Self-expandable metal stents (SEMSs) have been shown to provide superior palliation for unresectable biliary obstruction when compared to plastic stents (PSs). Most studies have confirmed that SEMS patency is twice as long as that of PSs, with a decreased need for hospital readmission and endoscopic re-intervention for recurrent biliary obstruction. It has been over 10 years since a covered SEMS (CSEMS) was first introduced; however, clinical data are still insufficient to conclude that the covered SEMS is more beneficial than the bare type. Tumor ingrowth is the most common cause of occlusion in bare SEMS, whereas impaction of food or sludge is the most common cause in CSEMSs. No studies have demonstrated significant improvement in stent patency or patient survival; thus, so far, it is still controversial which type of SEMS is superior. Although SEMSs have longer stent patency than PSs, the stent occlusion rate for both covered and uncovered SEMS is between 20% and 38%. Various stent-related complications including stent migration, cholangitis, cholecystitis, pancreatitis, and hemobilia have been reported. Recently, modifications of SEMS design have been made to reduce these complications. Through these efforts, significant advances in flexibility and conformability of SEMS have reduced the rate of stent migration. In addition, phase II and III clinical trials of drug-eluting stent (DES) with antitumor effect are currently in progress. Functioning stents with improved design are expected to be available in the future. In this chapter, outcomes (plastic vs. SEMS, bare vs. covered SEMS), complications, and future of SEMS for biliary malignant obstruction are reviewed.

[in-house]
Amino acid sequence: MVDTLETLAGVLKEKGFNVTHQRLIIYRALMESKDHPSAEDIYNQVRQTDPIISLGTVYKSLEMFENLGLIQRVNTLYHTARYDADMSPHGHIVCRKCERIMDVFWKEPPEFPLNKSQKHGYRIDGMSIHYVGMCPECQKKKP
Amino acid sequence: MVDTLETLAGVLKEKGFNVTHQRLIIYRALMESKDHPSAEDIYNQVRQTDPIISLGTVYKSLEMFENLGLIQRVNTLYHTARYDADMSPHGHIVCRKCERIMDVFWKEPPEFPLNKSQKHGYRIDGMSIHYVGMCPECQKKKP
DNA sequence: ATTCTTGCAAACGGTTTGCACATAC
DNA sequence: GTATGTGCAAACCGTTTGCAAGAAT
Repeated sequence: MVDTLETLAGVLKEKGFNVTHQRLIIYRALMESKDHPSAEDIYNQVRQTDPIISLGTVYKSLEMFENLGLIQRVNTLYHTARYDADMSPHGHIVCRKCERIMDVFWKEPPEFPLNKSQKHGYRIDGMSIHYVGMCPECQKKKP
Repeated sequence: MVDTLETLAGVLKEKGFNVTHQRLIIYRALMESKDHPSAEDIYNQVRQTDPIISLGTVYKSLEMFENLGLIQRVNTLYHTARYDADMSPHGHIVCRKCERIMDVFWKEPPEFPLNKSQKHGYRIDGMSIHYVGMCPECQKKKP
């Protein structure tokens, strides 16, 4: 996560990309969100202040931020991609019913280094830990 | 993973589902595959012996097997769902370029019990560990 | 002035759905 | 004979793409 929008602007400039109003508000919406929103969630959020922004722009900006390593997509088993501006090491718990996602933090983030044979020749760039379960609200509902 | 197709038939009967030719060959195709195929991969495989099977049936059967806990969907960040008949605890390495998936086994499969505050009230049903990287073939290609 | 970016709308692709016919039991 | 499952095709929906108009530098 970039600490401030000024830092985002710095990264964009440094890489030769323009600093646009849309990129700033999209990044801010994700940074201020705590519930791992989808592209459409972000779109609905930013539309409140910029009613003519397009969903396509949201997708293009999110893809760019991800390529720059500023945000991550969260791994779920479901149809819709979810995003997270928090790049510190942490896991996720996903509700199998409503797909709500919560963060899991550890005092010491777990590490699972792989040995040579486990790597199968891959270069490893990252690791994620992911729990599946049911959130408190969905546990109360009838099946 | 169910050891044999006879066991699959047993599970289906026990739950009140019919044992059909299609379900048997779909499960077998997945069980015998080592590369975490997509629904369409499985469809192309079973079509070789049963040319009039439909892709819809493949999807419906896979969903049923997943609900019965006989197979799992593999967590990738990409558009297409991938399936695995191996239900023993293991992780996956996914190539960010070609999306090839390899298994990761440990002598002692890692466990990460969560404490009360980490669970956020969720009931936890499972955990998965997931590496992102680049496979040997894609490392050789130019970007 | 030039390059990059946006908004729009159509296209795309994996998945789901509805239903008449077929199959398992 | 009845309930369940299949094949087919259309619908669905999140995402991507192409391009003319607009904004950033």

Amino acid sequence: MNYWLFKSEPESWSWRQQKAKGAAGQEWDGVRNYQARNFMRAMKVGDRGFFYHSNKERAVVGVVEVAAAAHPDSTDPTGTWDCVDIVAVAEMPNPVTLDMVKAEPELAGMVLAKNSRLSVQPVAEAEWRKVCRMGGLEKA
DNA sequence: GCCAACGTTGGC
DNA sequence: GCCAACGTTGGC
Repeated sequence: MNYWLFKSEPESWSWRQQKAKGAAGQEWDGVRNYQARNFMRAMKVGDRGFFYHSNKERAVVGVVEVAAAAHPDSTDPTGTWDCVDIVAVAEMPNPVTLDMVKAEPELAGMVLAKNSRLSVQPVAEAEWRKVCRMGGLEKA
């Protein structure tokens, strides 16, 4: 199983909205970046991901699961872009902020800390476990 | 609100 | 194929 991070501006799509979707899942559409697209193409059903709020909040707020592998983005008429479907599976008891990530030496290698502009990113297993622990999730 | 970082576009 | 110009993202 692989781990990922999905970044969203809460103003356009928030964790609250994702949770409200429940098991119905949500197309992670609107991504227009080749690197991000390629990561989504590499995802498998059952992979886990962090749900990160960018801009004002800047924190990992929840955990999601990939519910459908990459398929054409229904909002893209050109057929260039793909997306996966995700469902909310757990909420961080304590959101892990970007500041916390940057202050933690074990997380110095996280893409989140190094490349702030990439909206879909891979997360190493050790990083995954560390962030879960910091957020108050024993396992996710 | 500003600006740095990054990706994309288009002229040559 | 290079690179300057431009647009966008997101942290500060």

|Title of host publication||Self-Expandable Stents in the Gastrointestinal Tract|
|Publisher||Springer New York|
|Number of pages||14|
|ISBN (Print)||1461437458, 9781461437451|
|Publication status||Published - 2013 Oct 1|
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